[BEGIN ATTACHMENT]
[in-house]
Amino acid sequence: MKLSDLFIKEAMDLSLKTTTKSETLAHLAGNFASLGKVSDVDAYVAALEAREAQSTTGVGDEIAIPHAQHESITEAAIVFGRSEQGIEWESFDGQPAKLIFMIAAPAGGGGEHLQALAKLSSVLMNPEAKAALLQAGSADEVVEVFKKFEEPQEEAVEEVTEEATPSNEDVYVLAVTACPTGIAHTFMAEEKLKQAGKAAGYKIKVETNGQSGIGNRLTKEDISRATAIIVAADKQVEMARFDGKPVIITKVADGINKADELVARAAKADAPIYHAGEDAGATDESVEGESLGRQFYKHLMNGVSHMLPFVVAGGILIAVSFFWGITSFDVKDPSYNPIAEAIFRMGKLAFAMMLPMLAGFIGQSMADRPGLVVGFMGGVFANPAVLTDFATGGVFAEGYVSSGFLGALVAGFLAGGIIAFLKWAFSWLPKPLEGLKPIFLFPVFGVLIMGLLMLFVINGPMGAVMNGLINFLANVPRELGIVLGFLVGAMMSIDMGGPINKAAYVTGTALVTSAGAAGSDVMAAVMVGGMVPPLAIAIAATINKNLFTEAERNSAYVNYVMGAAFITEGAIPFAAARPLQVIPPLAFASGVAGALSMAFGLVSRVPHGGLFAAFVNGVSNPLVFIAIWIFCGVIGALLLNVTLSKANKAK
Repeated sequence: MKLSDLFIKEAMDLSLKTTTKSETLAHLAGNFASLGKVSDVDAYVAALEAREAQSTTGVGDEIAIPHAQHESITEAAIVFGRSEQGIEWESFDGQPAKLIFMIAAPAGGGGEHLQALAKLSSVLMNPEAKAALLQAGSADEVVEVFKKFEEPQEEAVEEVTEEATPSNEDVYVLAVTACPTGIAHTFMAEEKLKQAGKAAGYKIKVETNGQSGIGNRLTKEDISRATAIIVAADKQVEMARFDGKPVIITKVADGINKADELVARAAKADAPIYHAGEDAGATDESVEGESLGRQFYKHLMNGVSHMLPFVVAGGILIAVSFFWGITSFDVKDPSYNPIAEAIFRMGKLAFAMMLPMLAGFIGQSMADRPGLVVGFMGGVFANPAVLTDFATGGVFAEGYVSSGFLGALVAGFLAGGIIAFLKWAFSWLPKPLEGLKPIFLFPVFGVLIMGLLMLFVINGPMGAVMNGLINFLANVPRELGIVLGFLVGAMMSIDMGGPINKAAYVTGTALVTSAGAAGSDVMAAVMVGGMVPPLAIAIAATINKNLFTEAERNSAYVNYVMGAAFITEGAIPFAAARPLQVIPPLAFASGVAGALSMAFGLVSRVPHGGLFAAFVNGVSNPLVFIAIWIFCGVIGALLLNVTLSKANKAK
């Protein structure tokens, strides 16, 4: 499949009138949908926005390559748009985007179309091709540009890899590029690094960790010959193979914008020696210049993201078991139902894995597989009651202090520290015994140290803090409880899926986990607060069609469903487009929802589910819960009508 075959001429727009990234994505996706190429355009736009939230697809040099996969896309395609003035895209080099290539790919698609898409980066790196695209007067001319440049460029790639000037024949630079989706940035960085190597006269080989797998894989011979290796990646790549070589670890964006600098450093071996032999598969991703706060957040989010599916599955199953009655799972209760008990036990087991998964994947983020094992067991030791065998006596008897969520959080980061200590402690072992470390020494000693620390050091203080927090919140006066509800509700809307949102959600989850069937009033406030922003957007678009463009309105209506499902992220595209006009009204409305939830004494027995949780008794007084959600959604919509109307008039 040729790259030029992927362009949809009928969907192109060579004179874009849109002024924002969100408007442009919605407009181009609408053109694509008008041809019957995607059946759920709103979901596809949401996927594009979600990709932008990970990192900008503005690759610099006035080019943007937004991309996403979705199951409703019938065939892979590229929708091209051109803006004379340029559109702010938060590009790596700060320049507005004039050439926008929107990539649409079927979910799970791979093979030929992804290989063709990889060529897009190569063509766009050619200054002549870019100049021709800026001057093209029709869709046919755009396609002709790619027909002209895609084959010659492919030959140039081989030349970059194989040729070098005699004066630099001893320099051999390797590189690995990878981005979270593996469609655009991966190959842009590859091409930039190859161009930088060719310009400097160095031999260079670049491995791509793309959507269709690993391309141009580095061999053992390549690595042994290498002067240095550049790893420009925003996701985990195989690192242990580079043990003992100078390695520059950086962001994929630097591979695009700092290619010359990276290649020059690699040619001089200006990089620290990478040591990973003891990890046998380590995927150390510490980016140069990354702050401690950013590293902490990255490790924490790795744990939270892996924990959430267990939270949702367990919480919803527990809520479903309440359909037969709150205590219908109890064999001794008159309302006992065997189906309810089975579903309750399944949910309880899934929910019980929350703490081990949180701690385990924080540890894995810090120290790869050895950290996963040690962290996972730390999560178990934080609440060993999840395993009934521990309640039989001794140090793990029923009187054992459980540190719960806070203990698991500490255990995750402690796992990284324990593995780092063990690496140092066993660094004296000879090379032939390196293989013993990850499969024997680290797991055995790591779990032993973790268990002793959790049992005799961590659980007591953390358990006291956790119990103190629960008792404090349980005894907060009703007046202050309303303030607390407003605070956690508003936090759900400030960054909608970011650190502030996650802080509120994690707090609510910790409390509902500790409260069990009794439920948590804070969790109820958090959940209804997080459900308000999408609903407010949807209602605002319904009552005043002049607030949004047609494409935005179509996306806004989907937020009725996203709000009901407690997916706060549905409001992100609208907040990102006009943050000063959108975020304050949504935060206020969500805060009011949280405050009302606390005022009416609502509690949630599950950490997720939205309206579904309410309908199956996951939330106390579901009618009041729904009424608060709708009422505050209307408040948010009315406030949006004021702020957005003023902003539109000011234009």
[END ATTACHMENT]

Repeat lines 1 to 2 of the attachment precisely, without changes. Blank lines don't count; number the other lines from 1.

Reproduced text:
[in-house]
Amino acid sequence: MKLSDLFIKEAMDLSLKTTTKSETLAHLAGNFASLGKVSDVDAYVAALEAREAQSTTGVGDEIAIPHAQHESITEAAIVFGRSEQGIEWESFDGQPAKLIFMIAAPAGGGGEHLQALAKLSSVLMNPEAKAALLQAGSADEVVEVFKKFEEPQEEAVEEVTEEATPSNEDVYVLAVTACPTGIAHTFMAEEKLKQAGKAAGYKIKVETNGQSGIGNRLTKEDISRATAIIVAADKQVEMARFDGKPVIITKVADGINKADELVARAAKADAPIYHAGEDAGATDESVEGESLGRQFYKHLMNGVSHMLPFVVAGGILIAVSFFWGITSFDVKDPSYNPIAEAIFRMGKLAFAMMLPMLAGFIGQSMADRPGLVVGFMGGVFANPAVLTDFATGGVFAEGYVSSGFLGALVAGFLAGGIIAFLKWAFSWLPKPLEGLKPIFLFPVFGVLIMGLLMLFVINGPMGAVMNGLINFLANVPRELGIVLGFLVGAMMSIDMGGPINKAAYVTGTALVTSAGAAGSDVMAAVMVGGMVPPLAIAIAATINKNLFTEAERNSAYVNYVMGAAFITEGAIPFAAARPLQVIPPLAFASGVAGALSMAFGLVSRVPHGGLFAAFVNGVSNPLVFIAIWIFCGVIGALLLNVTLSKANKAK